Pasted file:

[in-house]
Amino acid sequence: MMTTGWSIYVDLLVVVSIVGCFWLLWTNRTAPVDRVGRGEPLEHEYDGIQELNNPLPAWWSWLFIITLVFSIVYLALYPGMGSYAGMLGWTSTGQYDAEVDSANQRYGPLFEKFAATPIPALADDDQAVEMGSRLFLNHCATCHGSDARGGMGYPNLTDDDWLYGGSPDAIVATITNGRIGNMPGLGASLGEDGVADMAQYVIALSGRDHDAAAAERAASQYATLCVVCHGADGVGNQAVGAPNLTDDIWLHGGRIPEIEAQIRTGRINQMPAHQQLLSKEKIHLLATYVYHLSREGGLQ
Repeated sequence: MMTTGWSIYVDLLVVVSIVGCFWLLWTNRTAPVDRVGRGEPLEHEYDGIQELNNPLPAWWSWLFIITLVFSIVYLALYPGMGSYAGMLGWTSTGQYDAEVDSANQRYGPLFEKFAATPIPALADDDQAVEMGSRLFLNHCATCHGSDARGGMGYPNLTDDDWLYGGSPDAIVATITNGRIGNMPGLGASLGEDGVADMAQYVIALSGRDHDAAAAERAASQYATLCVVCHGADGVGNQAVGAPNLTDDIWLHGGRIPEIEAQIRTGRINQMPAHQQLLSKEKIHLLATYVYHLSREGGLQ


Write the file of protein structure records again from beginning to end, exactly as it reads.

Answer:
[in-house]
Amino acid sequence: MMTTGWSIYVDLLVVVSIVGCFWLLWTNRTAPVDRVGRGEPLEHEYDGIQELNNPLPAWWSWLFIITLVFSIVYLALYPGMGSYAGMLGWTSTGQYDAEVDSANQRYGPLFEKFAATPIPALADDDQAVEMGSRLFLNHCATCHGSDARGGMGYPNLTDDDWLYGGSPDAIVATITNGRIGNMPGLGASLGEDGVADMAQYVIALSGRDHDAAAAERAASQYATLCVVCHGADGVGNQAVGAPNLTDDIWLHGGRIPEIEAQIRTGRINQMPAHQQLLSKEKIHLLATYVYHLSREGGLQ
Repeated sequence: MMTTGWSIYVDLLVVVSIVGCFWLLWTNRTAPVDRVGRGEPLEHEYDGIQELNNPLPAWWSWLFIITLVFSIVYLALYPGMGSYAGMLGWTSTGQYDAEVDSANQRYGPLFEKFAATPIPALADDDQAVEMGSRLFLNHCATCHGSDARGGMGYPNLTDDDWLYGGSPDAIVATITNGRIGNMPGLGASLGEDGVADMAQYVIALSGRDHDAAAAERAASQYATLCVVCHGADGVGNQAVGAPNLTDDIWLHGGRIPEIEAQIRTGRINQMPAHQQLLSKEKIHLLATYVYHLSREGGLQ